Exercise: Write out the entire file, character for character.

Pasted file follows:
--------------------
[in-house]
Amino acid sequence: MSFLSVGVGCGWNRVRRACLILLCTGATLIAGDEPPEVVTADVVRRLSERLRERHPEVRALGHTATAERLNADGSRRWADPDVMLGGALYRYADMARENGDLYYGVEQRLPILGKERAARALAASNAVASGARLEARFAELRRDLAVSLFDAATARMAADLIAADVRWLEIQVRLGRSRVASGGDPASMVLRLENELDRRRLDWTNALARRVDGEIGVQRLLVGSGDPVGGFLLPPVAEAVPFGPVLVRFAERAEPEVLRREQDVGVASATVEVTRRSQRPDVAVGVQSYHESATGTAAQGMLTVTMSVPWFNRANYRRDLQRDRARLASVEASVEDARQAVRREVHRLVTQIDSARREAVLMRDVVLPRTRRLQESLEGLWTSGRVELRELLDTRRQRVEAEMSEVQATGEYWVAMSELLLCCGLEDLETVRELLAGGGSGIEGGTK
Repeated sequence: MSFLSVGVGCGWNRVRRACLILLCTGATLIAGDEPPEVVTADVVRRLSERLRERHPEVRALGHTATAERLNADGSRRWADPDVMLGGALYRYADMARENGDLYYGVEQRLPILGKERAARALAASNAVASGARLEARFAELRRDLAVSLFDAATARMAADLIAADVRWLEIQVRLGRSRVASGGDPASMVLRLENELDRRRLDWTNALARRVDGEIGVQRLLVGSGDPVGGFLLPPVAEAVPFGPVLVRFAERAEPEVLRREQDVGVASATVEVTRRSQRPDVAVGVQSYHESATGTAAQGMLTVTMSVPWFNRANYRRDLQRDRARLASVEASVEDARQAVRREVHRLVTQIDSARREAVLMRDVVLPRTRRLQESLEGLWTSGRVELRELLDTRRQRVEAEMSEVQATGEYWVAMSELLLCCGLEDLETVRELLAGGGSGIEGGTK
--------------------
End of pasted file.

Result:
[in-house]
Amino acid sequence: MSFLSVGVGCGWNRVRRACLILLCTGATLIAGDEPPEVVTADVVRRLSERLRERHPEVRALGHTATAERLNADGSRRWADPDVMLGGALYRYADMARENGDLYYGVEQRLPILGKERAARALAASNAVASGARLEARFAELRRDLAVSLFDAATARMAADLIAADVRWLEIQVRLGRSRVASGGDPASMVLRLENELDRRRLDWTNALARRVDGEIGVQRLLVGSGDPVGGFLLPPVAEAVPFGPVLVRFAERAEPEVLRREQDVGVASATVEVTRRSQRPDVAVGVQSYHESATGTAAQGMLTVTMSVPWFNRANYRRDLQRDRARLASVEASVEDARQAVRREVHRLVTQIDSARREAVLMRDVVLPRTRRLQESLEGLWTSGRVELRELLDTRRQRVEAEMSEVQATGEYWVAMSELLLCCGLEDLETVRELLAGGGSGIEGGTK
Repeated sequence: MSFLSVGVGCGWNRVRRACLILLCTGATLIAGDEPPEVVTADVVRRLSERLRERHPEVRALGHTATAERLNADGSRRWADPDVMLGGALYRYADMARENGDLYYGVEQRLPILGKERAARALAASNAVASGARLEARFAELRRDLAVSLFDAATARMAADLIAADVRWLEIQVRLGRSRVASGGDPASMVLRLENELDRRRLDWTNALARRVDGEIGVQRLLVGSGDPVGGFLLPPVAEAVPFGPVLVRFAERAEPEVLRREQDVGVASATVEVTRRSQRPDVAVGVQSYHESATGTAAQGMLTVTMSVPWFNRANYRRDLQRDRARLASVEASVEDARQAVRREVHRLVTQIDSARREAVLMRDVVLPRTRRLQESLEGLWTSGRVELRELLDTRRQRVEAEMSEVQATGEYWVAMSELLLCCGLEDLETVRELLAGGGSGIEGGTK